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Janet Dadds doesn’t have to look far back on her 40-year career in education to find one of her more meaningful experiences.
It was only recently when she encountered a parent of a former student – a student now a freshman in college – at a grocery store.
Dadds remembered that the woman’s son was in Dadds’ class shortly after being diagnosed with cancer, and when she wanted to explain the situation to him, Dadds had laid much of the groundwork for that understanding.
“I use puppets that have letters, but there is a social aspect to them that goes far beyond the letters,” she said.
When the mother started chemotherapy, she said she was explaining to her son that mommy was going to be a little bit different, and that she was going to lose my hair, but she would still be mommy, Dadds said.
“And he said, ‘It’s OK mom; Ditto Dog says ‘Different is delightful,’” Dadds said, choking back tears. “To a five-year-old a puppet has life. So it wasn’t me saying it, it was my puppets, and those lessons stuck.”
Having graduated from Unionville High School in 1968, Dadds moved on to Wheelock College in Boston, before transferring to the University of Delaware, where she graduated in 1972.
She spent a year setting up the kindergarten program in Haverford Township before returning to her roots in Unionville, where she put her early childhood education focus to work on their burgeoning kindergarten program.
She then spent the next 35 years teaching kindergarten classes in Unionville schools before ending her career as a pre-first teacher for her last four years at the district.
And are kids any different now than they were in 1973?
“The only difference that I see in children are a decrease in manners and respect for authority,” she said. “And those are learned behaviors. Other than that, children are just as inquisitive. But kindergarten kids come in wanting to do a good job and wanting to learn. It’s the adults that shape their environment.”
Dadds said that as she came to work in her garden at home over the years, she found herself reflecting on her “garden of children” awaiting her at school.
“As I would be gardening in the summer, I would think; ‘this is exactly like kindergarten,’” she said. “Because some children grow on their own … other children need more fertilizer and more watering, they thirst. Some are just free and wild, other need a little more staking.”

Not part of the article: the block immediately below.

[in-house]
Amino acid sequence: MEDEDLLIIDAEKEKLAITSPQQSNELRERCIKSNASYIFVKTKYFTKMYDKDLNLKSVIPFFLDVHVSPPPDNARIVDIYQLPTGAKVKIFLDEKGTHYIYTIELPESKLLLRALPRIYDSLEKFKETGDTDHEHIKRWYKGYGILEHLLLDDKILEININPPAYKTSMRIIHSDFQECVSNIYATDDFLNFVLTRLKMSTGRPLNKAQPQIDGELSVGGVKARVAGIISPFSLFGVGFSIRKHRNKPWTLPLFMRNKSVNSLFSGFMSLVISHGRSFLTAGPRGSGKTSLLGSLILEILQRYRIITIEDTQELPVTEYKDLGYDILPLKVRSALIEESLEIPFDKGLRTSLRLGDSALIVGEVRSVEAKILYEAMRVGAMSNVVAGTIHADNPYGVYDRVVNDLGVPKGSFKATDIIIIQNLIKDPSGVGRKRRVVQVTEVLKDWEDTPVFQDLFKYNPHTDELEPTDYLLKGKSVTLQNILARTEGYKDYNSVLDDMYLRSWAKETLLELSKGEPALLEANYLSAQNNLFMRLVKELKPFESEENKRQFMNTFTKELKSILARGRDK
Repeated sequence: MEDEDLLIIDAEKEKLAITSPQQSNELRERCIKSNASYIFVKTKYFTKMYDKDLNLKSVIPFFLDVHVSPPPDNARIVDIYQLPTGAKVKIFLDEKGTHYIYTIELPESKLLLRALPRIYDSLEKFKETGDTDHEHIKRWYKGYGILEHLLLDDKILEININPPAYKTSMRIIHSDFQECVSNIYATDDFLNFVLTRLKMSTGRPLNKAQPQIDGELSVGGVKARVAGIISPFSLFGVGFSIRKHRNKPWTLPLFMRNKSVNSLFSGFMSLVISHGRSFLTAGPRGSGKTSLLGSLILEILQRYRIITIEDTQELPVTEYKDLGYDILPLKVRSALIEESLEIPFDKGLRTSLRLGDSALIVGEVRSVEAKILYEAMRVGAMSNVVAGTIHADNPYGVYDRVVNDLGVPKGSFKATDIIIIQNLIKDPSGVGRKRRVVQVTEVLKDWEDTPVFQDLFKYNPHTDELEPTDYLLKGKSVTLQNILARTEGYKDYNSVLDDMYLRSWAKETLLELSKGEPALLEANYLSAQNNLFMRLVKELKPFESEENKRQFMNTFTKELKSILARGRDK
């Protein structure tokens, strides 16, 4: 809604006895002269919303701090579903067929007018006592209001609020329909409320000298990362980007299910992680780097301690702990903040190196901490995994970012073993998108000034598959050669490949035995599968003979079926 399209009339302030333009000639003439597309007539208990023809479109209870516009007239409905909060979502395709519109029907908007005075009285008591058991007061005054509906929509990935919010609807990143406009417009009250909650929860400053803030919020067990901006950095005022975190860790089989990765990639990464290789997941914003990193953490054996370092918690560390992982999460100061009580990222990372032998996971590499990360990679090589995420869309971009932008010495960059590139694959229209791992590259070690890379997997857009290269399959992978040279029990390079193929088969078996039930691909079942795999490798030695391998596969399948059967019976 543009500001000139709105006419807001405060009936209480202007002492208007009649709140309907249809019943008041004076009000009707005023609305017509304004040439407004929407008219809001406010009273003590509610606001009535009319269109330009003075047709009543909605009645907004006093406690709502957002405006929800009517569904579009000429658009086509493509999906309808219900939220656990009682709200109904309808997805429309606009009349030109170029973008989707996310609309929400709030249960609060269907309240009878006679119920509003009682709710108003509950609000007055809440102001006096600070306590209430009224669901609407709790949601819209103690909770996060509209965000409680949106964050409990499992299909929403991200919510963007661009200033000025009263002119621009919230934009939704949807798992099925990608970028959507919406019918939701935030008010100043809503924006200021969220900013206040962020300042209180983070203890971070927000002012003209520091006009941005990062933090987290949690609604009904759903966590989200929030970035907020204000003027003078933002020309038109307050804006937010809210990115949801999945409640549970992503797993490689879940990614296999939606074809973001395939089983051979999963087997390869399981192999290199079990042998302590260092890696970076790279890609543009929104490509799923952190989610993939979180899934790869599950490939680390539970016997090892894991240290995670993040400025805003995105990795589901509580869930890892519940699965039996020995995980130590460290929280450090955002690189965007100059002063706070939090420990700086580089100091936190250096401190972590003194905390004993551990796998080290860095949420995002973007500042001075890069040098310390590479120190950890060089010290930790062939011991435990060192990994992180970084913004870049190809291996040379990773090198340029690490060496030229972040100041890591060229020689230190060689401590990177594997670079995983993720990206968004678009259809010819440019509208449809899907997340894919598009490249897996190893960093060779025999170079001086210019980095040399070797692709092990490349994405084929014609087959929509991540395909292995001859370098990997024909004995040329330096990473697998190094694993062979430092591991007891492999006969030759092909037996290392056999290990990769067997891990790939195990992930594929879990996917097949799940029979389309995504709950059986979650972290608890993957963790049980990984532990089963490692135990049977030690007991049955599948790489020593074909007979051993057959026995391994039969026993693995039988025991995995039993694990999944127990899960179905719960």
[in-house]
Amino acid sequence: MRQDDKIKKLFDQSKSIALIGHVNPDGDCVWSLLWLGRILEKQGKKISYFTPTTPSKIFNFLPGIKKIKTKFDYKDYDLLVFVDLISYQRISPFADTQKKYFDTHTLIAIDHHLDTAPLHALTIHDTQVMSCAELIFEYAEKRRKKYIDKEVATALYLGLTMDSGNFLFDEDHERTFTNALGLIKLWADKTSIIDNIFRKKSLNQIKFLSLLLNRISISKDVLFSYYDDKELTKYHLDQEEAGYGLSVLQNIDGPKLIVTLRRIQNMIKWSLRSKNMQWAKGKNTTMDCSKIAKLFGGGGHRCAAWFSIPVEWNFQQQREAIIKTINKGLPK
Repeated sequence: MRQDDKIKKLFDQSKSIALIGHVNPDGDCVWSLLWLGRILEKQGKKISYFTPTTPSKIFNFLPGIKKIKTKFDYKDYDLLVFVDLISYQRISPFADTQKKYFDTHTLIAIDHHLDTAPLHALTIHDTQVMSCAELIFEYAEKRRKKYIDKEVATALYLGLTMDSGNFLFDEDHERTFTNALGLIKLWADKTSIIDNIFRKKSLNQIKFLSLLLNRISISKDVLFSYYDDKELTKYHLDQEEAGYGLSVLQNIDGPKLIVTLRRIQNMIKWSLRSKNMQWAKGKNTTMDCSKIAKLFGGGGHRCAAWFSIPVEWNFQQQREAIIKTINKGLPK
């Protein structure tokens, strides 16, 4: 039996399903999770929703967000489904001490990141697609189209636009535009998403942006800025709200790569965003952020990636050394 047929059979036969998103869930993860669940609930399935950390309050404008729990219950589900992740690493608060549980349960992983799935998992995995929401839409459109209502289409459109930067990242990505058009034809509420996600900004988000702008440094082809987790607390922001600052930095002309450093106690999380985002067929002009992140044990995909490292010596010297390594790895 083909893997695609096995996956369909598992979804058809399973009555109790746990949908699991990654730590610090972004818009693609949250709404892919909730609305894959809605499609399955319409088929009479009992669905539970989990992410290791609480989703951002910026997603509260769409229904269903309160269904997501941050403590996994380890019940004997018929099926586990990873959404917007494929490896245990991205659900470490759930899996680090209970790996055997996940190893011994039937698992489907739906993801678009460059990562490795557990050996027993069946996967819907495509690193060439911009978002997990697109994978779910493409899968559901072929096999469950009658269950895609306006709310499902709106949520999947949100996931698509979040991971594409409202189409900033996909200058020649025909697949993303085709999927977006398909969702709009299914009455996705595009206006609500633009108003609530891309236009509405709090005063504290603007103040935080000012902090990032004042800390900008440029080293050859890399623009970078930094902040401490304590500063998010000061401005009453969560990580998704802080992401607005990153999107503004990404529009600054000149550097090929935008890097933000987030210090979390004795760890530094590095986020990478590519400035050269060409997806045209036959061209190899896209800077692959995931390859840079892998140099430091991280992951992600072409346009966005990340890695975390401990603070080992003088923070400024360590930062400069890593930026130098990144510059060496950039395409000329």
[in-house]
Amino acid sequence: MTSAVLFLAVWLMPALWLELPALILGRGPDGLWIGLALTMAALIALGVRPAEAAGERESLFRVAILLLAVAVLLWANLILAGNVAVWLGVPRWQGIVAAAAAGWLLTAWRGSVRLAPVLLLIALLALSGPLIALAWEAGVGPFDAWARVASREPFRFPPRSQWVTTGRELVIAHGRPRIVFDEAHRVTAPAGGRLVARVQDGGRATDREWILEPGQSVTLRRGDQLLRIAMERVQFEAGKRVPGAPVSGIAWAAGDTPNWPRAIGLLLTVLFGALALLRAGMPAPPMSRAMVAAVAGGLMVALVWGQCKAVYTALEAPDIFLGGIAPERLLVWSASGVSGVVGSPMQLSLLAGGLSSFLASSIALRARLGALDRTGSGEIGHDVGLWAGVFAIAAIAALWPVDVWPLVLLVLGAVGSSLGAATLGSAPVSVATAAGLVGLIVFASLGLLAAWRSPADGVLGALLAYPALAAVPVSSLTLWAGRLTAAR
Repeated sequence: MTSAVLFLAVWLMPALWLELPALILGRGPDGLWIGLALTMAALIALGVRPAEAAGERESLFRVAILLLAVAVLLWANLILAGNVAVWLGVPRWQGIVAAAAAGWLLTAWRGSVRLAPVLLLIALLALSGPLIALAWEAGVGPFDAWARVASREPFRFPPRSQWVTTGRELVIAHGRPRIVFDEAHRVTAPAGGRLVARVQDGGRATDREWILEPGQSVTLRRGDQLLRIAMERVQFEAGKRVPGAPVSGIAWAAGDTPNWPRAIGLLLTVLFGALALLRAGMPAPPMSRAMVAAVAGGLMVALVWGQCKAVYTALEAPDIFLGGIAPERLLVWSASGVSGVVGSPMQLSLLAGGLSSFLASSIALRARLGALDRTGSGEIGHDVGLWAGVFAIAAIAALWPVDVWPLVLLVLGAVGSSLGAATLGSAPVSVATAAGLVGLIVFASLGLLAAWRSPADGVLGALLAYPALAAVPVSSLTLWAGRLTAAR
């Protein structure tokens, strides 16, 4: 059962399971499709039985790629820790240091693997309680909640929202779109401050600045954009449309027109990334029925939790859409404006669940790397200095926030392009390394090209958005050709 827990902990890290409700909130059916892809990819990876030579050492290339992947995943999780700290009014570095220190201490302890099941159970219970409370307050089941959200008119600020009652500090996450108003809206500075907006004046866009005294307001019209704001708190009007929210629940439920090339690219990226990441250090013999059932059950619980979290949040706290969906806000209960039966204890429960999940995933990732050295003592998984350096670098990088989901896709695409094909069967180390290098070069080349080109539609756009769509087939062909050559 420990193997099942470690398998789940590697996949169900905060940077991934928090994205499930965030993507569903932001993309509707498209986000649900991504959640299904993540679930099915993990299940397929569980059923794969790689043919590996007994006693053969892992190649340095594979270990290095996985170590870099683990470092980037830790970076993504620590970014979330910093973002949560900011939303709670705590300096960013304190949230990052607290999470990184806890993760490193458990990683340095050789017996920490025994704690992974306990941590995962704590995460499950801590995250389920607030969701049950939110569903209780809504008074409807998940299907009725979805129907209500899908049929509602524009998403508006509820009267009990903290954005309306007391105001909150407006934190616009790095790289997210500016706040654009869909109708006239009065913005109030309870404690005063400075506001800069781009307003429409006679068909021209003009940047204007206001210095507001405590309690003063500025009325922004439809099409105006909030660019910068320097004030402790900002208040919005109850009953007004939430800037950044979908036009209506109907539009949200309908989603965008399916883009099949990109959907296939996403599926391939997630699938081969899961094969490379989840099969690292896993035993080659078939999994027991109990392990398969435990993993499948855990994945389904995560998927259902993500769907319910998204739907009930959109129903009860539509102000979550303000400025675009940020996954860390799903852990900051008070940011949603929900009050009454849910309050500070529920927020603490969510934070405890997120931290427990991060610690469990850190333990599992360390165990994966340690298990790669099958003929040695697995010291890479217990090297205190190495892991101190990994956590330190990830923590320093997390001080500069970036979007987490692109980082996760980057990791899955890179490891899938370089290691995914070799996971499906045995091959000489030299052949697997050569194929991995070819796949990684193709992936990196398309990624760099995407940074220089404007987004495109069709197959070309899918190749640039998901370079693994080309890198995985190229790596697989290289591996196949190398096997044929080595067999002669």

“Staking” stops short of actual “discipline,” Dadds said, choosing instead to say a child needs guidance more than the whip hand.
“They need that shaping, something firm but kind,” she said. “And that is truly the basis of what formed my philosophy of kindergarten. I am the cultivator of that garden, and the whole premise is you want to keep out the weeds, and see what your flowers need to thrive. And you can’t do that if you don’t spend time in your garden.”
The more she spent working with children over the years, Dadds said, the more she knew what it takes to help children prosper. Using the works of her “guru,” Charlotte Garman, head of early childhood education for the state, Dadds learned about the “four L’s of teaching.”
“You need to live with your kids … and that’s knowing them and it tells them that this person likes me,” she said. “Find something to like in each child, laugh with your children, and then they’ll learn,” she said. “And I never forgot that, it was so true. And I would incorporate those philosophies into my teaching.”
She also learned to eschew a lengthy list of rules that each child is expected to learn and adhere to early on in their educational careers, focusing instead on a simple message that everyone can understand.
“My basic rule came out to be: in our class, we do the right thing,” she said. “nd the right thing could encompass keeping our hands to ourselves, saying please and thank you, inviting other children to play … five-year-olds need that nurturance and that guidance. How our children act is very much what we model for them.”
She was never a yeller, Dadds said – instead, she would chat with a student and try to find out what motivated their behavior rather than actively disciplining them.
“They’d shrug, and I would say, ‘what are those words?’ And they’d say, ‘I don’t know.’ And I’d say, ‘well, then you shouldn’t be doing it,’” she said with a giggle. “It comes back to say what you mean and mean what you say, and we’ll have a little fun along the way.”
Looking back on her career, Dadds said if she were to encounter a 22-year-old Janet Dadds, fresh faced and ready to conquer the world of education, it would be to develop a management system early on that works for her. And to make sure she shows the students that she is confident with what she says and does.
“I would say, ‘why do you do what you do?’ And I would say you need to give children roots and wings, you need to give them a way of being that relies on boundaries and consistency and fairness,” she said.
She can’t recall how many kids she thinks she’s taught over the years, but she reckons she’s made a lot of fish prints and gingerbread houses out of milk cartons – which she’s been doing for 32 years.
“If you times 23 by 34 years … thousands,” she said.
Dadds is married and lives in Exton in the home she has lived in for the past 34 years.